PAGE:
Chevron incorrectly asserts that Steelman's statements must have been “false” for Chevron to be held liable. The active misinformation standard in Wayne is clear: “A person actively misinforms by saying that something is true when it is not true. But the person also misinforms by saying that something is true when the person does not know whether it is true or not.” Wayne, 238 F.3d at 1055 (emphasis added).
Chevron further insists that the district court erred in holding that an employer need not “subjectively intend to induce earlier retirements ․ [;] under ERISA, employers are deemed to intend the reasonably foreseeable consequences of their misinformation when that misinformation induces earlier-than-otherwise retirements.” Chevron contends that this standard is too low and that instead the plaintiffs must show scienter as they would if they were suing under the common law cause of action for deceit. The scienter requirement would be met, according to Chevron, by establishing “[k]nowledge or belief on the part of the defendant that the representation is false.” W. PAGE KEETON ET AL., PROSSER AND KEETON ON THE LAW OF TORTS § 105, at 728 (5th ed.1984).
We fail to see the logic in transplanting the element of scienter from the tort of deceit into a statutory ERISA claim with roots in the law of fiduciaries and trusts. See Varity, 516 U.S. at 496, 116 S.Ct. 1065(“[W]e recognize that [ERISA's] fiduciary duties draw much of their content from the common law of trusts, the law that governed most benefit plans before ERISA's enactment.”); Mass. Mut. Life Ins. Co. v. Russell, 473 U.S. 134, 152-53, 105 S.Ct. 3085, 87 L.Ed.2d 96 (1985) (Brennan, J., concurring) (“Congress intended by § 404(a) to incorporate the fiduciary standards of trust law into ERISA․”). Trust law imposes a duty, when dealing with the beneficiary on the trustee's own account, “to communicate to the beneficiary all material facts in connection with the transaction which the trustee knows or should know.” RESTATEMENT (SECOND) OF TRUSTS § 173 cmt. d (1959) (emphasis added); see also Bixler v. Cent. Pa. Teamsters Health & Welfare Fund, 12 F.3d 1292, 1300 (3rd Cir.1993) (looking to comment d of section 173 in stating that ERISA section 404's “duty to inform ․ entails ․ a negative duty not to misinform”). Thus, by holding Steelman and Chevron liable for the “reasonably foreseeable consequences of their misinformation,” the district court accords with the common law of trusts that attaches liability for information the trustee “should have known.” In articulating Ninth Circuit law in this area, we have followed a line of cases from our sister circuits that does not require a showing of intent. E.g., James v. Pirelli Armstrong Tire Corp., 305 F.3d 439, 449 (6th Cir.2002) (“A fiduciary breaches his duty by providing plan participants with materially misleading information, ‘regardless of whether the fiduciary's statements or omissions were made negligently or intentionally.’ ” (internal citation omitted)).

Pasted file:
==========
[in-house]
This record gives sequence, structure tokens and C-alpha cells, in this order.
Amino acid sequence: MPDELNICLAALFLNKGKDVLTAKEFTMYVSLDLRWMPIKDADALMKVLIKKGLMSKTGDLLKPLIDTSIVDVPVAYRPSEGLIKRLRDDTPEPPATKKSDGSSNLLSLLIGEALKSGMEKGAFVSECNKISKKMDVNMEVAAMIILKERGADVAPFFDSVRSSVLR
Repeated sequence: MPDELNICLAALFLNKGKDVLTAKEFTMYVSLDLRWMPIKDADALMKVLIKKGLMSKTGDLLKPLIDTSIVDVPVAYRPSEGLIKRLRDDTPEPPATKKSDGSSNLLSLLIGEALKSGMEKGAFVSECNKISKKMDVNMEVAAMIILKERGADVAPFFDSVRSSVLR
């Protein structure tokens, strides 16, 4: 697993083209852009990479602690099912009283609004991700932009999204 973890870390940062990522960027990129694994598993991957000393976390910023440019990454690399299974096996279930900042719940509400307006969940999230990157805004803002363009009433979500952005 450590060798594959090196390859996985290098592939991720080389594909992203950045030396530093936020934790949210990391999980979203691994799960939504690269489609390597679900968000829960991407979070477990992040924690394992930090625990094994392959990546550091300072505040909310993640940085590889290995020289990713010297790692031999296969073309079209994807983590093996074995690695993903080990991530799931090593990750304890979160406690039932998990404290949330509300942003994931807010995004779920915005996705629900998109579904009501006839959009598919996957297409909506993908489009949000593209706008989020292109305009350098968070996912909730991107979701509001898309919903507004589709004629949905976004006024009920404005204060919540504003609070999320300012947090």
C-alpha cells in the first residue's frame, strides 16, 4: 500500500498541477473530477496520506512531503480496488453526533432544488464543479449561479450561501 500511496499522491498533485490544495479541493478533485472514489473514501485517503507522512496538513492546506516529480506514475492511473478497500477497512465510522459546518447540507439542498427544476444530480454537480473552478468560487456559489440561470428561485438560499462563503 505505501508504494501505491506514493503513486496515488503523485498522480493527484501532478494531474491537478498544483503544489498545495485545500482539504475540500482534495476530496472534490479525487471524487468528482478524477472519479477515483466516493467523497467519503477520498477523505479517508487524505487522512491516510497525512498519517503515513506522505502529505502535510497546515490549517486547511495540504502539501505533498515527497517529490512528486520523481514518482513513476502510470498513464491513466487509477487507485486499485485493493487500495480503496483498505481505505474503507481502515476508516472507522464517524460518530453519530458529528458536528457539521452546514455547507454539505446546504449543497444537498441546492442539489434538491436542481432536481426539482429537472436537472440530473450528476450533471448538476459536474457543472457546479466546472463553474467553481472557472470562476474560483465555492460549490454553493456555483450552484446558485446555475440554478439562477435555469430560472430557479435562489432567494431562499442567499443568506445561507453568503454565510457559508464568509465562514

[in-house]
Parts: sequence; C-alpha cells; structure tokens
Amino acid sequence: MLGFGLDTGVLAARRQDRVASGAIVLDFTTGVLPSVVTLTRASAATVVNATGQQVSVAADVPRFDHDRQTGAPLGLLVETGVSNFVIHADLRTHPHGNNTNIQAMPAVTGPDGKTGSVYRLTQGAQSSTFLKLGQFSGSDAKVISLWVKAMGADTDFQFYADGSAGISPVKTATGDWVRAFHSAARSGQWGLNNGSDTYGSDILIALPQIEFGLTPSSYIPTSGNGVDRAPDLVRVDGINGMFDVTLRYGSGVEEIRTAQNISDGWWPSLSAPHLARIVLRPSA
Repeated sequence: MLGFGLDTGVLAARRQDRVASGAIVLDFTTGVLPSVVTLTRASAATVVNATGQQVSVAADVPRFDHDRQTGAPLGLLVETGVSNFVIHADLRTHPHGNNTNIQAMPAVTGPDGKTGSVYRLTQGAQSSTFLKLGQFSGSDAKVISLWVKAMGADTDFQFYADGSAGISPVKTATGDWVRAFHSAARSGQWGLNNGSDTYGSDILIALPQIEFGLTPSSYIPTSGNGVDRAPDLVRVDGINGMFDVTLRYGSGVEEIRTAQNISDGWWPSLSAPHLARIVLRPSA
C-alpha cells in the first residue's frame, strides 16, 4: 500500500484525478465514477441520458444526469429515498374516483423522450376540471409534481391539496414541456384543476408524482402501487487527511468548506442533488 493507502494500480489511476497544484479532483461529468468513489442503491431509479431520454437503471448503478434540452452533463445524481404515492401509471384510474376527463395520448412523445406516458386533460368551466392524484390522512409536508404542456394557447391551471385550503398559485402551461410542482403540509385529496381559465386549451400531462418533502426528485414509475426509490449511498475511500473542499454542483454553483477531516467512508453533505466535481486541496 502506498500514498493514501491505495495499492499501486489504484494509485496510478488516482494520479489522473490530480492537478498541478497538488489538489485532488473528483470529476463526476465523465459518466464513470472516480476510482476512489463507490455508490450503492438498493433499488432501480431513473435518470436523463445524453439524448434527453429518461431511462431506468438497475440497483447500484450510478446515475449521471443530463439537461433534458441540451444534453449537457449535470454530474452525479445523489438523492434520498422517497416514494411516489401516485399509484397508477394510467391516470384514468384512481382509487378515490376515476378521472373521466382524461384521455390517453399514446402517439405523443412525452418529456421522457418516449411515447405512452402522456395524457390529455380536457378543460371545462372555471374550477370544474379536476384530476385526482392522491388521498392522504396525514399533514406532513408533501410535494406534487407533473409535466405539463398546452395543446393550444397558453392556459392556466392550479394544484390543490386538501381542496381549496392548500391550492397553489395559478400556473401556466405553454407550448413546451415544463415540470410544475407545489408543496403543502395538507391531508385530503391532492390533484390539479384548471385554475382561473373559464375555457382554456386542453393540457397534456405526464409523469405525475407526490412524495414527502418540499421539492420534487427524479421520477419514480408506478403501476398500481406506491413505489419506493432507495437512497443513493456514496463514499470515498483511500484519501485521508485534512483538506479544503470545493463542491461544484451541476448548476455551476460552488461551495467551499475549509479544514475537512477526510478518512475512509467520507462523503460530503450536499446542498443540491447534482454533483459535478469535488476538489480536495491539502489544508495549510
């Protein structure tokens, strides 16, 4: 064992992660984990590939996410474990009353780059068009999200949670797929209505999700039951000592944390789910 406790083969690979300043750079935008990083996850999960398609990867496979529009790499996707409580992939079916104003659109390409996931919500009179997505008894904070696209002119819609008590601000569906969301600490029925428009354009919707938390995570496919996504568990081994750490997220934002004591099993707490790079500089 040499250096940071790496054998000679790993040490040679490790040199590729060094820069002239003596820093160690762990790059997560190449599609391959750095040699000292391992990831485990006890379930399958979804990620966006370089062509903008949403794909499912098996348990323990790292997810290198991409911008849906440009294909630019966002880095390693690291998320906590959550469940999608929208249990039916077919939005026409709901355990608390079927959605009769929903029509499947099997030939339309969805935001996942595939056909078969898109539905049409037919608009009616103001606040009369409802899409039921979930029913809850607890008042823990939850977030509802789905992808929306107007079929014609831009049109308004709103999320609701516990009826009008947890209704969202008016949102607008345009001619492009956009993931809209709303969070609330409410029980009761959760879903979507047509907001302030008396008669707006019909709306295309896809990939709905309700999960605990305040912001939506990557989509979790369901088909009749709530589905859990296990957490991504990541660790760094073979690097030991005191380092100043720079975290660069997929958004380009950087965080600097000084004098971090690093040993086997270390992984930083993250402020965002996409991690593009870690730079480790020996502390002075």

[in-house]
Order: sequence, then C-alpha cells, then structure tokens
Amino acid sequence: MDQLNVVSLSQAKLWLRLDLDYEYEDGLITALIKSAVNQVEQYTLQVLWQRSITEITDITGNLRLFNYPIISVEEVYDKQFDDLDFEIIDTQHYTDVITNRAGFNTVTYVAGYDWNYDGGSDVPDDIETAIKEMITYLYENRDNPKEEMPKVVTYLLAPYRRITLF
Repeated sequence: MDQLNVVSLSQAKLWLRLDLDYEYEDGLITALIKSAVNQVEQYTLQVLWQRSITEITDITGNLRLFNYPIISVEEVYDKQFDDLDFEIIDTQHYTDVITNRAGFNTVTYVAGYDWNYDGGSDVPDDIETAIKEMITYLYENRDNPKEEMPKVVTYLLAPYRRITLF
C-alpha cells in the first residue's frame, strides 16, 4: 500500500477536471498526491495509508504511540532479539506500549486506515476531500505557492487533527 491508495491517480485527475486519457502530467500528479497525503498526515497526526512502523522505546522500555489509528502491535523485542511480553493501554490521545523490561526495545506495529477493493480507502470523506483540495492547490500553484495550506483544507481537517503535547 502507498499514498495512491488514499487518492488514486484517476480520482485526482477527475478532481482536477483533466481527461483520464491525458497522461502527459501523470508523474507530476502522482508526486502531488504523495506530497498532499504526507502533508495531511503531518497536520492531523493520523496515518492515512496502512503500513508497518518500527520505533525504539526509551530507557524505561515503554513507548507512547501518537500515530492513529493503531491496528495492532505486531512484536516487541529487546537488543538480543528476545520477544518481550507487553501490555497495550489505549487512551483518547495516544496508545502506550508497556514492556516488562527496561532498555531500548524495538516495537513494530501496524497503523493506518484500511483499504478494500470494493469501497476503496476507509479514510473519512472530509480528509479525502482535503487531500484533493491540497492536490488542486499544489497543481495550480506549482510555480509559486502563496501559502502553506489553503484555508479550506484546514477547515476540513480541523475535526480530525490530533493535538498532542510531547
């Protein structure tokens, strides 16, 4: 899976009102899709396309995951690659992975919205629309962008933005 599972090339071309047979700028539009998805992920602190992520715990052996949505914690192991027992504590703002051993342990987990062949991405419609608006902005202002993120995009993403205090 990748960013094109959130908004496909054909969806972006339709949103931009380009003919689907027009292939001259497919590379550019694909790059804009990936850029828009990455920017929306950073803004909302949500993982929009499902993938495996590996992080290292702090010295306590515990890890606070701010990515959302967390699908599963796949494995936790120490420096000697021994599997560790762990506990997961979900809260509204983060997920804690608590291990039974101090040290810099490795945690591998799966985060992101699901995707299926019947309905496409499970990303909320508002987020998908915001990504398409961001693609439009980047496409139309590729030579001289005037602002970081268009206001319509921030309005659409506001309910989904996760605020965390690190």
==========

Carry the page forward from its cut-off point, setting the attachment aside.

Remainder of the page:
On the other side, the plaintiffs would have us go further and hold Chevron liable for negligent misstatements. Such a standard would be an oxymoronic command not to “negligently actively misinform” and would provide confusing guidance to ERISA fiduciaries. We have cautioned in the past that too low a materiality standard “risks being overly burdensome and could easily become counter-productive by discouraging employers from considering such proposals in the first place.” Bins, 220 F.3d at 1049; see also Fischer, 96 F.3d at 1539 (“ERISA does not impose a duty of clairvoyance on fiduciaries. An ERISA fiduciary is under no obligation to offer precise predictions about future changes to its plan.” (internal quotations and citations omitted)).
The district court properly concluded that “there ceased to be a reasonable basis [in fact] for the ‘Not at Richmond’ policy no later than April 22 when Mr. Steelman reversed himself and agreed to send out SITE letters for the HR staff at Richmond.” The district court's unchallenged factual findings establish that Richmond's management (including Steelman) represented, via “Rumor Busters” and town hall meetings, that SITE would not be offered to any of its employees. Likewise, it is undisputed that Steelman, on April 22, 1999, succumbed to the Team's pressure to permit Richmond's HR workers to receive SITE preference letters and faced further insistence from Gyorfi and the Team to implement SITE for Richmond's upper-level management. At this point, Steelman no longer “kn[ew] whether it [was] true or not,” Wayne, 238 F.3d at 1055, that SITE would not be implemented at Richmond. It also became possible that SITE would be extended to the rank-and-file given Steelman's strict adherence to his equality principle. Thus, by not removing the now-false “Rumor Busters” postings, Steelman was “saying that something [was] true when it [was] not true,” id., and hence actively misinforming Richmond's workforce. See id. (reversing summary judgment by pointing to “evidence in the record that [the plan's fiduciary] affirmatively represented to its employees that no offer of an improved benefits package would be offered when, in fact, [the plan's fiduciary] knew that it would propose such a package to the Union and that there was at least a reasonable probability that some version of the package would ultimately be incorporated into the collective bargaining agreement”). Since the district court found that the post-April 22 misinformation induced Plaintiffs Miller, Mathews, and Buchanan to retire, we affirm the judgment in their favor.